Jack Daniel Betz
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The Surcharge is Too Damn High: A beautiful rant about concert ticket fees

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Illustration by Shelby Hohl

The dreaded surcharge is something most of us have grown used to seeing when we purchase tickets to concerts. In fact, they’re practically invisible to me now, because they’re so routinely applied.

Want to attend that Cure show in May at the Ascension Convention Center downtown, or whatever the hell it’s called this week? Well, get ready to cry, boy!

Lucky for you there’s a pre-sale and you get two borderline nosebleed seats for 25 bucks a piece. After all, you’re going to hear the music, not to gaze into Smith’s eyes.

On top of the $50, Toyota Center takes $16 as a “convenience fee,” then another $5 bucks under the guise of a so-called “ticket processing fee.” As if they’re paying Hakeem Olajuwon to produce calligraphed copies of your receipt printed on conflict-free gold leaf instead of auto-generating a PDF.

That means you’re paying a whopping 41% surcharge on the face value of these two very average tickets.

Right after this, you score a fantastic deal on a plane ticket to visit family on the east coast because you’re a dirty, no-good carpetbagger. Out of that $217 ticket, $36 goes to fees, taxes and surcharges, or roughly 19%.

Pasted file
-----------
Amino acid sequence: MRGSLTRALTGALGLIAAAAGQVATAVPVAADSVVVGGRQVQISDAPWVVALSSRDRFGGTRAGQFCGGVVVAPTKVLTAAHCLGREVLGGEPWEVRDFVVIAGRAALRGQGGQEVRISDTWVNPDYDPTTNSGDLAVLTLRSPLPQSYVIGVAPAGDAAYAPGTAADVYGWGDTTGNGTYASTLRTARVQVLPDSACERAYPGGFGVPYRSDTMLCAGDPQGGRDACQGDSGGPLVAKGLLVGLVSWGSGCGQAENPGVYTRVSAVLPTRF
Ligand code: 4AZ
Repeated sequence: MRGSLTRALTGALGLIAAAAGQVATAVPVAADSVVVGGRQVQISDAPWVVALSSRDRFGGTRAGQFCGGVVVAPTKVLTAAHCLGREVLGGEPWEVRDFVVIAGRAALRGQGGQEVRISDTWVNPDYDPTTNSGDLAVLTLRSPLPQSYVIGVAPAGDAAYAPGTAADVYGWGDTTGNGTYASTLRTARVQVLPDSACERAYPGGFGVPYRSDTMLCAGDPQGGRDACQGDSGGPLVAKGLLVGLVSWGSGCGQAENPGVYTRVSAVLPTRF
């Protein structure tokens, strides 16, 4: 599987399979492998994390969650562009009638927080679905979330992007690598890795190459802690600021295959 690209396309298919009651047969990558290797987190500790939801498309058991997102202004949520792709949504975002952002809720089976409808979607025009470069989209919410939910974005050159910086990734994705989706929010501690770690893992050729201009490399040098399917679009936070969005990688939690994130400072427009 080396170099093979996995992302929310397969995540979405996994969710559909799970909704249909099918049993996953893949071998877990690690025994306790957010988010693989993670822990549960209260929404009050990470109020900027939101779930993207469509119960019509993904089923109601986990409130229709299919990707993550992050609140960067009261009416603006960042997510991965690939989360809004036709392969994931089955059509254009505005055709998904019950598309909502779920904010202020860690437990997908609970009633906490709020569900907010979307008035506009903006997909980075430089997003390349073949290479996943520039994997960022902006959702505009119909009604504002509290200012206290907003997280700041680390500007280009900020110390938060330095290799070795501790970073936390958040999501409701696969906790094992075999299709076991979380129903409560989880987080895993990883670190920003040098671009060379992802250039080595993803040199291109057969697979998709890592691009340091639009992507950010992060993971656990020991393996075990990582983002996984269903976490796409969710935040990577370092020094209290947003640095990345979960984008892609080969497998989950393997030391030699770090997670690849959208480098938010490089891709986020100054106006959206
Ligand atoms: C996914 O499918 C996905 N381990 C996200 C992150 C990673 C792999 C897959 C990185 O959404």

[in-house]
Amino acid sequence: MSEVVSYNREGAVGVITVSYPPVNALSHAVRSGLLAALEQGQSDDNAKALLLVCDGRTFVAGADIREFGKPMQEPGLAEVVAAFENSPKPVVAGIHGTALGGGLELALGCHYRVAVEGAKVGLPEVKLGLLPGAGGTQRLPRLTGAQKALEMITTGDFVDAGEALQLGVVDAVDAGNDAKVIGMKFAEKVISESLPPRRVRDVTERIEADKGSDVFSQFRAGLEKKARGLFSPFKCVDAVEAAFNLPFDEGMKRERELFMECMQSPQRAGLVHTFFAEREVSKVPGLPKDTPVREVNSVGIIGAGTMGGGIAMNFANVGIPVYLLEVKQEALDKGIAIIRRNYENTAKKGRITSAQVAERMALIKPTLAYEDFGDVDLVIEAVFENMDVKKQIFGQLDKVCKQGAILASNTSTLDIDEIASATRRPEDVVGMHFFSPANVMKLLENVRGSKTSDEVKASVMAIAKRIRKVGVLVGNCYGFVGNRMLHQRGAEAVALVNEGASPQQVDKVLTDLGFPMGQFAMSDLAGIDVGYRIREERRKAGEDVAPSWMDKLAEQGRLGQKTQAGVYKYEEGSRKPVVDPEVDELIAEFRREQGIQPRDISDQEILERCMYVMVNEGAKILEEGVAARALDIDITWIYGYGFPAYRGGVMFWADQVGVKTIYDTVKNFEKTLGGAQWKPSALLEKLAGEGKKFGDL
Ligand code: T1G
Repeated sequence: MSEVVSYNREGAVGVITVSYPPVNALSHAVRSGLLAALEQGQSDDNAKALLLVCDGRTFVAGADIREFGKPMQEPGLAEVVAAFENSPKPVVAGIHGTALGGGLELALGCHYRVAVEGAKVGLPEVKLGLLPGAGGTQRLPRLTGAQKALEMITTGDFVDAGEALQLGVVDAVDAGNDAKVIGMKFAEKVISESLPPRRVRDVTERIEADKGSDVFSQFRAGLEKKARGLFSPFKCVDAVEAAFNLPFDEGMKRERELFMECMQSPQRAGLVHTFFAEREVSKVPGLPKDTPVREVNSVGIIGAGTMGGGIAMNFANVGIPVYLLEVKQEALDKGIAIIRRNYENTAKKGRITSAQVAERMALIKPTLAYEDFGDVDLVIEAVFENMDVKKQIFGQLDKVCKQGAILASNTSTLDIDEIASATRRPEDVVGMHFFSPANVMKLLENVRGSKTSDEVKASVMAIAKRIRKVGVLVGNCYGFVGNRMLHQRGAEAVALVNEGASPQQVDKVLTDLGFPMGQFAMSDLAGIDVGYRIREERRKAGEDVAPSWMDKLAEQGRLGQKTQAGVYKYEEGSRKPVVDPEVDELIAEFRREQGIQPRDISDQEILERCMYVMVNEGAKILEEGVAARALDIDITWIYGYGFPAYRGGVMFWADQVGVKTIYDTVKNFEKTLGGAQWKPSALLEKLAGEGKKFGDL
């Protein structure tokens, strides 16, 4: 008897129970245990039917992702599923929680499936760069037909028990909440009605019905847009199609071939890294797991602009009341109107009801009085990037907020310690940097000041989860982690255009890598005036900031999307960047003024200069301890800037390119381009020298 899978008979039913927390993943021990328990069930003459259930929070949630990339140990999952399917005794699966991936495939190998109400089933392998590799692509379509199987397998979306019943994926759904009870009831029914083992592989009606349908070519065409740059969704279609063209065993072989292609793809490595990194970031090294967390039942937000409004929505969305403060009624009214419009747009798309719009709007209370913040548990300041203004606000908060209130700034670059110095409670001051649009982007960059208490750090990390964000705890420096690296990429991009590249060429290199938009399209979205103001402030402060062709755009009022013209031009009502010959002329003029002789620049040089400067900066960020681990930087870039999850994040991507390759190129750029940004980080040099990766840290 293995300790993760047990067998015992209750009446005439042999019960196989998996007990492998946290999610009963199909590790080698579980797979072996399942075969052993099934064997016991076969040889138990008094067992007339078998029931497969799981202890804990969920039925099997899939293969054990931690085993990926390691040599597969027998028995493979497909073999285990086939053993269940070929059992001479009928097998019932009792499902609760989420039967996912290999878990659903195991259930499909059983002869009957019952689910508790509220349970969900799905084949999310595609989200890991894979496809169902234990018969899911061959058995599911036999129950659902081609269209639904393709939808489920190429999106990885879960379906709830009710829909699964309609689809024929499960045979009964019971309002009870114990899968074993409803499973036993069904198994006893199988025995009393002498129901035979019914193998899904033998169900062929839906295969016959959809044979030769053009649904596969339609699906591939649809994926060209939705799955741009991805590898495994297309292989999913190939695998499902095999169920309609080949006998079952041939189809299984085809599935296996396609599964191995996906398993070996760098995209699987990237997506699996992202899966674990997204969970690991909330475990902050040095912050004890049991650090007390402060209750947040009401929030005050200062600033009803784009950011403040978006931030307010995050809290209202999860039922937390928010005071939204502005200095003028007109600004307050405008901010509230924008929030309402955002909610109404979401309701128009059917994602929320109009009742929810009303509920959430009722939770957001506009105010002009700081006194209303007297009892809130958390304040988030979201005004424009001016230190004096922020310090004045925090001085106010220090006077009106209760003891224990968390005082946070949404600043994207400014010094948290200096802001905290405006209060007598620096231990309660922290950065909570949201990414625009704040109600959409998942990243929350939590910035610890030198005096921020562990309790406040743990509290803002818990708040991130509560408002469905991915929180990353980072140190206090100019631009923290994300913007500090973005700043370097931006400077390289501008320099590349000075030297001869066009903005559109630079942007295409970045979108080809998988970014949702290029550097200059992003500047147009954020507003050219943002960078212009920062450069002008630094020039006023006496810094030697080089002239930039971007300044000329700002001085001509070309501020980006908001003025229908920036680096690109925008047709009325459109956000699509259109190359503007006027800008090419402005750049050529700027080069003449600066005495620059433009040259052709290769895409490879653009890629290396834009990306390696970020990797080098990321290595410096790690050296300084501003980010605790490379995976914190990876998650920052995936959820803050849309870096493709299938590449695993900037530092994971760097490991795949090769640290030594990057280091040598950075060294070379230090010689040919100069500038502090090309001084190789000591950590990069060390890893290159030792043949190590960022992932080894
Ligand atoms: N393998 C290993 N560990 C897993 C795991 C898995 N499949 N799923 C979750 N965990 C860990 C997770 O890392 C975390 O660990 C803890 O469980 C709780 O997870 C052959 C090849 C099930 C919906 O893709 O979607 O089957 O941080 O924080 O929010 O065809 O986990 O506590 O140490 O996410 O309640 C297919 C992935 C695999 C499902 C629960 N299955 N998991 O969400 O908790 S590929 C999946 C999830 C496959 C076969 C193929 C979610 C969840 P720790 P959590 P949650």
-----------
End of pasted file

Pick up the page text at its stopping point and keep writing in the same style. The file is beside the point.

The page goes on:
That’s right! By percentage, there’s actually more in fees being charged to your pathetic little bank account by Toyota Center than by American Airlines. And yes, both of these are tickets I purchased.


Courtesy of wisebread.com

Think about that for a second. A company that hires pilots, air-traffic controllers, luggage-loaders and an army of highly-paid technical staff that are trained to make sure you don’t die in the sky are able to scrape by on surcharges of 19%, while Toyota Center needs double that to make the magic happen.

The disease is spreading to smaller ticket providers and venues too. I bought a ticket to go see Chvrches at the end of the month. That 28-dollar ticket contained $7.80 in fees or more than 25% of the face value. Seems awfully gouge-y to me.

I’m sure some bookers and sound guys and other event industry people will be tripping over themselves to lecture me on how ticket fees pay for important stuff, but seriously? There’s no margin in that $28? Profits are that thin?

But then again, as much as people trip and argue and rationalize, the music business is just that: a business. And for all intents and purposes, it’s an oligopoly. While multiple bookers get the opportunity to bid for an artist, but once that show is booked, there’s often a requirement for said artist to not play within X miles of a locale. This is known as a ‘radius clause’.

In the context of capitalism, it’s a strange situation. Another impresario is not going to be booking that artist in the same market at the same time, inspiring actual price competition. Me and you are at the mercy of just a few companies when it comes to national and international tier gigs.

For most US airline tickets, you can get an itemized list of where you surcharge goes. I’d welcome the same thing from mid-to-large-sized ticket vendors. Maybe then I’d understand it all better.

  • Pedro Salazar

    This is heartbreaking